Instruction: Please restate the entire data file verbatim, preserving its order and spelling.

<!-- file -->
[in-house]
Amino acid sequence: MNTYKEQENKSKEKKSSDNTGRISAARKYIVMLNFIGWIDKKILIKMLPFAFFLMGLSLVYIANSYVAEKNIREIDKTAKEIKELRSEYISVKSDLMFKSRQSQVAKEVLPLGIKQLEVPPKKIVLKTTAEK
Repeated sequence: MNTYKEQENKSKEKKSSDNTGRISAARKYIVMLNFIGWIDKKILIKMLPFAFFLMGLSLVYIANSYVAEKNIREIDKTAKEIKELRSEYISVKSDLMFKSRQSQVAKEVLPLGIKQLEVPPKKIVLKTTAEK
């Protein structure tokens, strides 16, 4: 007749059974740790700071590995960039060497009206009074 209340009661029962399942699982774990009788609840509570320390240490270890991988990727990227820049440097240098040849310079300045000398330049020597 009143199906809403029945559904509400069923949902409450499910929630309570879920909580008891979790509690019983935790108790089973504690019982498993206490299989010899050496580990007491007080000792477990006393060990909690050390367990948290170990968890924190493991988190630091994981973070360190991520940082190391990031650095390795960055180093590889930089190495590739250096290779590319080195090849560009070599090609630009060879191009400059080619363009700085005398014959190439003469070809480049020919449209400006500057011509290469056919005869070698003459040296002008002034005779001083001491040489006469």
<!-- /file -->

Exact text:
[in-house]
Amino acid sequence: MNTYKEQENKSKEKKSSDNTGRISAARKYIVMLNFIGWIDKKILIKMLPFAFFLMGLSLVYIANSYVAEKNIREIDKTAKEIKELRSEYISVKSDLMFKSRQSQVAKEVLPLGIKQLEVPPKKIVLKTTAEK
Repeated sequence: MNTYKEQENKSKEKKSSDNTGRISAARKYIVMLNFIGWIDKKILIKMLPFAFFLMGLSLVYIANSYVAEKNIREIDKTAKEIKELRSEYISVKSDLMFKSRQSQVAKEVLPLGIKQLEVPPKKIVLKTTAEK
């Protein structure tokens, strides 16, 4: 007749059974740790700071590995960039060497009206009074 209340009661029962399942699982774990009788609840509570320390240490270890991988990727990227820049440097240098040849310079300045000398330049020597 009143199906809403029945559904509400069923949902409450499910929630309570879920909580008891979790509690019983935790108790089973504690019982498993206490299989010899050496580990007491007080000792477990006393060990909690050390367990948290170990968890924190493991988190630091994981973070360190991520940082190391990031650095390795960055180093590889930089190495590739250096290779590319080195090849560009070599090609630009060879191009400059080619363009700085005398014959190439003469070809480049020919449209400006500057011509290469056919005869070698003459040296002008002034005779001083001491040489006469």